•••2017 PhD Art History, McGill University2011 MRes History, European University Institute2009 MA History of Art, University College London2008 BA History of Art, University College London
•••Research interests: central and eastern European art and visual culture, 1500–1700; global art histories; cultural entanglement; historiography of art and methodologies of art history; art history from below; early modern power dynamics; centres and peripheries; early modern popular culture; collecting; European perceptions of the wider world; urban culture
Tomasz Grusiecki specialises in the study of cultural interactions between east-central Europe and the wider world, focusing on the issues of centre and periphery, cultural liminality, and perceptions of selfhood and alterity. He has published on these subjects in, among others, Slavonic and East European Review, Journal of Early Modern History, Journal of the History of Collections, World Art, Zeitschrift für Ostmitteleuropa-Forschung, and The Polish Review, with further studies forthcoming.
He is currently preparing a book manuscript, tentatively titled Transcultural Commonwealth: Poland-Lithuania and the Paradox of Visualizing the Early Modern Nation. This study explores representations of the emerging Polish-Lithuanian identity, as the otherwise heterogeneous Polish, Ruthenian, Lithuanian and Prussian nobilities found themselves in the midst of searching for a convincing story of their shared place in the world. My book examines how these stories were activated and legitimised by images and objects of material culture. But while these artefacts acted as signifiers of cultural distinctiveness, they were often appropriated from abroad, particularly the Ottoman Empire. Highlighting practices of mobility, adaptation and cultural confusion, this study aims to demonstrate the exogenous provenance of cultural self-identifications and the artefacts that mediated them. Poland-Lithuania is a useful methodological laboratory in this context precisely because of the way it challenges the theories of nations with distinctive cultures, and suggests instead that the discourse of distinctiveness is itself an outcome of cultural confusion, which substitutes simulacra for reality.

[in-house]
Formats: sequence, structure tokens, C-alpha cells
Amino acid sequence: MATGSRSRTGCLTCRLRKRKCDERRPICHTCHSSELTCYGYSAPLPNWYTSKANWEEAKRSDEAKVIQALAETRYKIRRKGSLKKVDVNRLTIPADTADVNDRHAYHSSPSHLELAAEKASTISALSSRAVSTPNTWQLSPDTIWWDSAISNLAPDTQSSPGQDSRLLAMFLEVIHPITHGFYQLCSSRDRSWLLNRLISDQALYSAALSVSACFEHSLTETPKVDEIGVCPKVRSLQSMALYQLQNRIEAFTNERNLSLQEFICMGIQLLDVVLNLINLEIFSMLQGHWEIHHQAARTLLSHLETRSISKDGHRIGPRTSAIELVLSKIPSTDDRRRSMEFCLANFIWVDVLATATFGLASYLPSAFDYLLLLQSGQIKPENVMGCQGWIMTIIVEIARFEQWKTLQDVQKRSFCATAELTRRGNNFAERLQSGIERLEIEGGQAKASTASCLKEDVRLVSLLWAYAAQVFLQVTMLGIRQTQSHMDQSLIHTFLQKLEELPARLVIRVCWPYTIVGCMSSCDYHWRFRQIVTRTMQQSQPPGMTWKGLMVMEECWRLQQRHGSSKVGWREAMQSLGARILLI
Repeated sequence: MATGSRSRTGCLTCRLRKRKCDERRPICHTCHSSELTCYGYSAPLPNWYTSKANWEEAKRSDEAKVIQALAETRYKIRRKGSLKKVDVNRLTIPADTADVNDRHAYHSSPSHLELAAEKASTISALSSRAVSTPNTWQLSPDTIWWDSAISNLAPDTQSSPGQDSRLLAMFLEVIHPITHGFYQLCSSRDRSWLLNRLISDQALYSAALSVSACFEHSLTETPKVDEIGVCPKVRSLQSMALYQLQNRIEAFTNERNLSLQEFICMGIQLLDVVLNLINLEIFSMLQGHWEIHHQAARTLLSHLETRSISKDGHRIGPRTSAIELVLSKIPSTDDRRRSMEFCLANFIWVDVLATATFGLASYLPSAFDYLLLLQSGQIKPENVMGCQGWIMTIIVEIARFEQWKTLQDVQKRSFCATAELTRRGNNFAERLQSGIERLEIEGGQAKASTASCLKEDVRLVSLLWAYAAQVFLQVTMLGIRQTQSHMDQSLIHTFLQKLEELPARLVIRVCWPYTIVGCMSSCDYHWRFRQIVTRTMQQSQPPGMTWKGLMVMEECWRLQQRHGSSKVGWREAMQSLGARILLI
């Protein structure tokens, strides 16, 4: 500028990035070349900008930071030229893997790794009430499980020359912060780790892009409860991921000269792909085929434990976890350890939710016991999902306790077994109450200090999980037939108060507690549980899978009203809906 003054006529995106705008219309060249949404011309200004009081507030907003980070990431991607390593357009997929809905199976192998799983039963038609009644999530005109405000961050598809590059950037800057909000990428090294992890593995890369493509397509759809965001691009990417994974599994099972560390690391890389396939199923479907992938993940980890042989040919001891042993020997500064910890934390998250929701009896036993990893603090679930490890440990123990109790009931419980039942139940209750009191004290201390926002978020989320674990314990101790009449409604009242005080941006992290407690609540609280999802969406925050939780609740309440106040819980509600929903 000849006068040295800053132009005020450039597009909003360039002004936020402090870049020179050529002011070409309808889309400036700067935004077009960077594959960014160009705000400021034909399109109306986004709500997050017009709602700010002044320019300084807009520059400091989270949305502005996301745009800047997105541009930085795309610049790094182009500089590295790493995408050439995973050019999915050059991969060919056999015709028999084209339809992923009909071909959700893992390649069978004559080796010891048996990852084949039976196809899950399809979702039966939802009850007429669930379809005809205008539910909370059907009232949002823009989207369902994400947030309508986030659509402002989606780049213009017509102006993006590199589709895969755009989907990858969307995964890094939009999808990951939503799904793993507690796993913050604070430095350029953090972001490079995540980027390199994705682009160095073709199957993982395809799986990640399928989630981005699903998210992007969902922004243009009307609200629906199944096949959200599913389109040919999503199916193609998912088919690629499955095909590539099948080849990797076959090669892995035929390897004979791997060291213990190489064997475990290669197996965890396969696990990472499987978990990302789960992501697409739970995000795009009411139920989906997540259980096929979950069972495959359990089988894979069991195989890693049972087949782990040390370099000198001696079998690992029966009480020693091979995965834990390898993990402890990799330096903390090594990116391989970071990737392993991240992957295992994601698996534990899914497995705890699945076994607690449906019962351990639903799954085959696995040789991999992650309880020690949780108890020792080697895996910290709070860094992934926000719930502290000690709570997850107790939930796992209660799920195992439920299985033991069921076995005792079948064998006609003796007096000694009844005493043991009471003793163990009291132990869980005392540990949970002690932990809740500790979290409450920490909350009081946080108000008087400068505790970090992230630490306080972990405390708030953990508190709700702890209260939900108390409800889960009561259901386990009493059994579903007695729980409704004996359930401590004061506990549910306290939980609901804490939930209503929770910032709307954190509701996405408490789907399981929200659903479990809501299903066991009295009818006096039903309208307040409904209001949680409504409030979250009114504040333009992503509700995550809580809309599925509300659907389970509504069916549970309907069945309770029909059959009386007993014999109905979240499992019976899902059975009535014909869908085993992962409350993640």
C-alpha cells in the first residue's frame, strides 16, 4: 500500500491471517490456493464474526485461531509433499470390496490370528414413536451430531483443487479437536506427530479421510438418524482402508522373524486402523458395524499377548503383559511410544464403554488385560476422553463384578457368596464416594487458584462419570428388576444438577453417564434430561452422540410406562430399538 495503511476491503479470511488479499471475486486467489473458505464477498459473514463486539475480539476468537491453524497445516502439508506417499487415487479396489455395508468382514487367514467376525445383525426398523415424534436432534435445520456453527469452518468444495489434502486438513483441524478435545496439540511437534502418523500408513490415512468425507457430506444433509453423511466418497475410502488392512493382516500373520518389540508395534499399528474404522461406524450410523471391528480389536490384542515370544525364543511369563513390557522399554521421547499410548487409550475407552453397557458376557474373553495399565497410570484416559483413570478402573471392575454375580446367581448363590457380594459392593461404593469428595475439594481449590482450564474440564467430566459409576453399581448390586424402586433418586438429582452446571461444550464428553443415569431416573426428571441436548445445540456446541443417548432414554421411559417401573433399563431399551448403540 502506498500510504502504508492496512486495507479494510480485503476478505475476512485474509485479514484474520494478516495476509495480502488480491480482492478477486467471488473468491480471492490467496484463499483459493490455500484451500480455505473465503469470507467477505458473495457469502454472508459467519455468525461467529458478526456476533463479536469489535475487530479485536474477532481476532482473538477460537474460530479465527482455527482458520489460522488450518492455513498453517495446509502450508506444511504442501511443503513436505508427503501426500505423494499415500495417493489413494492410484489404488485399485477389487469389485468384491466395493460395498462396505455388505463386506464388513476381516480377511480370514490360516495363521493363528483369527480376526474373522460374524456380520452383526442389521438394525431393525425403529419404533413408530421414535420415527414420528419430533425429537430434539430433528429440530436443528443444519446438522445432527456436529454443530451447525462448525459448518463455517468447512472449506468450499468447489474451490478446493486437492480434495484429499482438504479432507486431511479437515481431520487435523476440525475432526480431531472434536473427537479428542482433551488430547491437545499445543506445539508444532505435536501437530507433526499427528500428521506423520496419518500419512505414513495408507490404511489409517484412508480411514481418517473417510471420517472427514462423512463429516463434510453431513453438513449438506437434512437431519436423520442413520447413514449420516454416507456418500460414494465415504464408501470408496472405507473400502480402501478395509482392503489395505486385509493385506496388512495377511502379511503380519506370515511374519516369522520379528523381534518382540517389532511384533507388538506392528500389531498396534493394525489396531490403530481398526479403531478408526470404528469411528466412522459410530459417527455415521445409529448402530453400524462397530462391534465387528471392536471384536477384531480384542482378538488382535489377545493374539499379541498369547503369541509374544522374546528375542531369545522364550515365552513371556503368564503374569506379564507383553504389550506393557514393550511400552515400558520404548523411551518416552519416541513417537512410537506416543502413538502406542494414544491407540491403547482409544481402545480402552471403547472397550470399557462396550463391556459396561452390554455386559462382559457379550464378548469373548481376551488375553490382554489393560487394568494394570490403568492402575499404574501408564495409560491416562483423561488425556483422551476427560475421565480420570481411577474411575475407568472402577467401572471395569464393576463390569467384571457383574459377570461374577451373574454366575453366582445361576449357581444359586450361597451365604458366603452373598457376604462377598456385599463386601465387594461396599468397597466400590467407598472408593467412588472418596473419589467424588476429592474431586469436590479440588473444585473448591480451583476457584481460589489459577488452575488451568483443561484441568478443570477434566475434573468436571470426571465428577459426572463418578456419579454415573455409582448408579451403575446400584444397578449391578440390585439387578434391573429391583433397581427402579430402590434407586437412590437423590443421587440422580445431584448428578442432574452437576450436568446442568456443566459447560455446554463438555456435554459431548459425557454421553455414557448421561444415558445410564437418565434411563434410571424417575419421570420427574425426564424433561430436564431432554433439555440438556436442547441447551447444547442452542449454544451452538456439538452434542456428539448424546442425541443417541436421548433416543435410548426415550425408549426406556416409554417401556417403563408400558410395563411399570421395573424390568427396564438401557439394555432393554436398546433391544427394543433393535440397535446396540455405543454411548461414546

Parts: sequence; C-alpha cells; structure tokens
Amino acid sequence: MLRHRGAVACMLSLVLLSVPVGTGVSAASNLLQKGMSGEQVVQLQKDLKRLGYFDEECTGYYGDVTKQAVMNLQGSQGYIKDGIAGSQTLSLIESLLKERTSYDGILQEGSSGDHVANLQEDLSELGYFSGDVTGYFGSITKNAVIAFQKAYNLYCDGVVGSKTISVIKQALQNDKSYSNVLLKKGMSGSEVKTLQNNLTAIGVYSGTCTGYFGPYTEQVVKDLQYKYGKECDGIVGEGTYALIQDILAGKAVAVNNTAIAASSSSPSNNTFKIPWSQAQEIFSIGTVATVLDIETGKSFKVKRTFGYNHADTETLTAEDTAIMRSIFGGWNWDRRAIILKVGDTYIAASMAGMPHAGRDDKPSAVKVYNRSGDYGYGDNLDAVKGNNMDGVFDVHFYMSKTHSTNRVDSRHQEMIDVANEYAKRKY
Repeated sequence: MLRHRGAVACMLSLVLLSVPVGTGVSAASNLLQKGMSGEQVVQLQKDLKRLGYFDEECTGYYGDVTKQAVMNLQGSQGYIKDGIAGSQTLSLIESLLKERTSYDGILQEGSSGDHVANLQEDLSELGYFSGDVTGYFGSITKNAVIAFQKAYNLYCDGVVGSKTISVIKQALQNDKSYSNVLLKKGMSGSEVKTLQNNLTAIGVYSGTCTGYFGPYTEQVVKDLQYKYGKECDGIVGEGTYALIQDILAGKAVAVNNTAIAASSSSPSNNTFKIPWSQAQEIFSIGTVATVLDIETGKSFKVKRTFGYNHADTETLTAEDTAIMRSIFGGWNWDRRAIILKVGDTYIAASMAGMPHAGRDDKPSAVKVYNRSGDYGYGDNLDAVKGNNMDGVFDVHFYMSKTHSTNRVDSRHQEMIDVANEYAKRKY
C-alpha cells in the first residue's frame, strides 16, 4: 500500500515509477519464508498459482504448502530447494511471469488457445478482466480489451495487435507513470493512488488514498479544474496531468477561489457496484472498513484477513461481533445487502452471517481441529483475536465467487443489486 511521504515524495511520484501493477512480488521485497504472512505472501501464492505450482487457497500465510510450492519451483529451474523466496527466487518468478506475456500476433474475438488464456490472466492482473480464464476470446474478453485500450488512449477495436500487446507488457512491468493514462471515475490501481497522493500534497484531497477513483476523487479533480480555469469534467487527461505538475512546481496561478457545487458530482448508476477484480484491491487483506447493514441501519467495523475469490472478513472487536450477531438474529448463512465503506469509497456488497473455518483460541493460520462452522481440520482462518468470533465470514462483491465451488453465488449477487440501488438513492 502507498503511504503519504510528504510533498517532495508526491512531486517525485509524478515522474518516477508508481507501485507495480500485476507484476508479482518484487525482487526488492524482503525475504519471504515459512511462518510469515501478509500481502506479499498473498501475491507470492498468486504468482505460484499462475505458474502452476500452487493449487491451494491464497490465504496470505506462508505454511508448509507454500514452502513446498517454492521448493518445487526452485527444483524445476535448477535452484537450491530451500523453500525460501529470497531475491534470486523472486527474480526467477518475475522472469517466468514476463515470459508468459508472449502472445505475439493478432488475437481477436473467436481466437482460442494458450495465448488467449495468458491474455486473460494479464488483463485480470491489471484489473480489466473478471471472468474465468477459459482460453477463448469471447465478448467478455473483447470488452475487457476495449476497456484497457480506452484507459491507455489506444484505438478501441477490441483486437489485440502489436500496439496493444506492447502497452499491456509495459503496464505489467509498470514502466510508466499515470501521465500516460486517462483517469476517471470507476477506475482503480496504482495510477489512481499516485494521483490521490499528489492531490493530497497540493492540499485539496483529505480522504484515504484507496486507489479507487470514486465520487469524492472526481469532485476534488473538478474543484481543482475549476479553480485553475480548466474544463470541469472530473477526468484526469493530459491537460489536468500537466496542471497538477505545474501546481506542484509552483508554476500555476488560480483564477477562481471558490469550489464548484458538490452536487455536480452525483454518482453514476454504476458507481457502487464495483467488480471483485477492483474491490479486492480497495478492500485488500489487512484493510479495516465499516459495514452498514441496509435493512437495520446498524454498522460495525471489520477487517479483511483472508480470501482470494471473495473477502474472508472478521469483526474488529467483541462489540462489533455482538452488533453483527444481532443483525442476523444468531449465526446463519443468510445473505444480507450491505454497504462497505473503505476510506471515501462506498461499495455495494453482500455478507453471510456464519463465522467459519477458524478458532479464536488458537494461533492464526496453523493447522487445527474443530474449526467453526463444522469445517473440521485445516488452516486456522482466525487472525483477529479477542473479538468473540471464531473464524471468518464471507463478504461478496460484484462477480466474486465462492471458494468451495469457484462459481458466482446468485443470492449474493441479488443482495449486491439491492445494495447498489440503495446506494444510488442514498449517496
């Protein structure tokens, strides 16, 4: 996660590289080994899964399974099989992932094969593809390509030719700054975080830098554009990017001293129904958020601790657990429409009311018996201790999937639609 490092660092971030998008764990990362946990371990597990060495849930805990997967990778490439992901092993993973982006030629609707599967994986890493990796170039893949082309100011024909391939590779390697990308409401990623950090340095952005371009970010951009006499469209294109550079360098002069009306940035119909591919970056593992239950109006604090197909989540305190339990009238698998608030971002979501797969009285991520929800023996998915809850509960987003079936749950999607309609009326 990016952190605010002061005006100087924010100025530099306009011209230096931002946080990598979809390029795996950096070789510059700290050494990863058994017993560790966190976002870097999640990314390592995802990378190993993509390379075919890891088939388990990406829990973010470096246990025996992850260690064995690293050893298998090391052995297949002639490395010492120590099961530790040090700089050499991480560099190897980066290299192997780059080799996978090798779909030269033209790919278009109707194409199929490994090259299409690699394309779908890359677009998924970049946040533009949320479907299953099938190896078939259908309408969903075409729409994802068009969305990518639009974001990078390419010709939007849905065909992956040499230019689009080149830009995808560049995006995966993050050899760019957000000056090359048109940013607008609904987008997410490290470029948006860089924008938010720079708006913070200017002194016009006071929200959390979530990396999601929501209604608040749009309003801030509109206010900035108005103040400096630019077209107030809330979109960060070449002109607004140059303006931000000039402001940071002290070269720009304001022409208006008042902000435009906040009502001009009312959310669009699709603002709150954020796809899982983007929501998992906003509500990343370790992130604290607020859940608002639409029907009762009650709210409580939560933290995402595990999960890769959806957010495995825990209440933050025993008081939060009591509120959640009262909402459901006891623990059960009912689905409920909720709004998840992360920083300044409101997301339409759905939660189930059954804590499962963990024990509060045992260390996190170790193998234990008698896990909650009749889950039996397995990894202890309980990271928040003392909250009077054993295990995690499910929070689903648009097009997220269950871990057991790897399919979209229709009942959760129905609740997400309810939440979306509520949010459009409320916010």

Tomasz's new research project, Warsaw Discovers the World: Re-Imagining the City in the Age of Encounters, 1570–1657, is set to explore an allegedly marginal city as it experienced the effects of an increasingly interconnected world. Focusing on cultural entanglement, this study will allow for a historical re-assessment of Warsaw’s neglected role in early globalisation. By concentrating on a city at Europe’s eastern periphery, this project aims to expand our framing of early modern globalization beyond western Europe and its numerous colonies and trading posts. This study will thus put to test the binary of colony and metropole, exotic and local, and self and other.
Before coming to Boise State, Tomasz was Postdoctoral Fellow at Central European University in Budapest, where he received funding from the Central European University Budapest Foundation, and the Fonds de recherche du Québec – Société et culture.